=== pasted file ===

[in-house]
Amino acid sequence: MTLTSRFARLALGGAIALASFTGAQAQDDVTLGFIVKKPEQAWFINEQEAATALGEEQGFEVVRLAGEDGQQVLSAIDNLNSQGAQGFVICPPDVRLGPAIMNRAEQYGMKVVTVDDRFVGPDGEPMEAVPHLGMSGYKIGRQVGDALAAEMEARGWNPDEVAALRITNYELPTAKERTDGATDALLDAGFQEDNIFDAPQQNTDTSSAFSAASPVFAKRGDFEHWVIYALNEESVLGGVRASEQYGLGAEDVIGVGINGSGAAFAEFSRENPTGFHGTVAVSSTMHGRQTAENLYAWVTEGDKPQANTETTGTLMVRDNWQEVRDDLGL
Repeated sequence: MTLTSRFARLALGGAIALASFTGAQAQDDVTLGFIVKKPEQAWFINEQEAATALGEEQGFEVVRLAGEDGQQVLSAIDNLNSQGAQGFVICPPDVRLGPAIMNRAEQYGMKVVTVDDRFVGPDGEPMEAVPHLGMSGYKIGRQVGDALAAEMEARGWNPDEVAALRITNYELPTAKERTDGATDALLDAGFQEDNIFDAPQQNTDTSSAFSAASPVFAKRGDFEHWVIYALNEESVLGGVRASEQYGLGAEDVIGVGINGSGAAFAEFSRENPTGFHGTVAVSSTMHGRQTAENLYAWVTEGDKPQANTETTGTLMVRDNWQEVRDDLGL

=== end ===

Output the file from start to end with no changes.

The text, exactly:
[in-house]
Amino acid sequence: MTLTSRFARLALGGAIALASFTGAQAQDDVTLGFIVKKPEQAWFINEQEAATALGEEQGFEVVRLAGEDGQQVLSAIDNLNSQGAQGFVICPPDVRLGPAIMNRAEQYGMKVVTVDDRFVGPDGEPMEAVPHLGMSGYKIGRQVGDALAAEMEARGWNPDEVAALRITNYELPTAKERTDGATDALLDAGFQEDNIFDAPQQNTDTSSAFSAASPVFAKRGDFEHWVIYALNEESVLGGVRASEQYGLGAEDVIGVGINGSGAAFAEFSRENPTGFHGTVAVSSTMHGRQTAENLYAWVTEGDKPQANTETTGTLMVRDNWQEVRDDLGL
Repeated sequence: MTLTSRFARLALGGAIALASFTGAQAQDDVTLGFIVKKPEQAWFINEQEAATALGEEQGFEVVRLAGEDGQQVLSAIDNLNSQGAQGFVICPPDVRLGPAIMNRAEQYGMKVVTVDDRFVGPDGEPMEAVPHLGMSGYKIGRQVGDALAAEMEARGWNPDEVAALRITNYELPTAKERTDGATDALLDAGFQEDNIFDAPQQNTDTSSAFSAASPVFAKRGDFEHWVIYALNEESVLGGVRASEQYGLGAEDVIGVGINGSGAAFAEFSRENPTGFHGTVAVSSTMHGRQTAENLYAWVTEGDKPQANTETTGTLMVRDNWQEVRDDLGL